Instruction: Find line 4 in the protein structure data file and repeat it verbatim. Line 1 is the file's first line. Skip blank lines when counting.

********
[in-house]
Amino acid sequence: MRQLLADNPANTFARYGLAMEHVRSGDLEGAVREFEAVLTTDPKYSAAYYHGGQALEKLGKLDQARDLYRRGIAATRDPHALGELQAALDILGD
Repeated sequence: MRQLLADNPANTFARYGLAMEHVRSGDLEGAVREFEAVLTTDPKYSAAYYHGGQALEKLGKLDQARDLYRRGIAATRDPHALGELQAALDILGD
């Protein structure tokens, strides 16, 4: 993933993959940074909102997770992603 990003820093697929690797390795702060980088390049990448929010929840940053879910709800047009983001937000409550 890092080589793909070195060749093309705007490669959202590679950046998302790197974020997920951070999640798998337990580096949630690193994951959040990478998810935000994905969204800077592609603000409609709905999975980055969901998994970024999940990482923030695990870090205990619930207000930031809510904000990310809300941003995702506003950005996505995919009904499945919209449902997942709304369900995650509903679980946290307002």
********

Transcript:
């Protein structure tokens, strides 16, 4: 993933993959940074909102997770992603 990003820093697929690797390795702060980088390049990448929010929840940053879910709800047009983001937000409550 890092080589793909070195060749093309705007490669959202590679950046998302790197974020997920951070999640798998337990580096949630690193994951959040990478998810935000994905969204800077592609603000409609709905999975980055969901998994970024999940990482923030695990870090205990619930207000930031809510904000990310809300941003995702506003950005996505995919009904499945919209449902997942709304369900995650509903679980946290307002």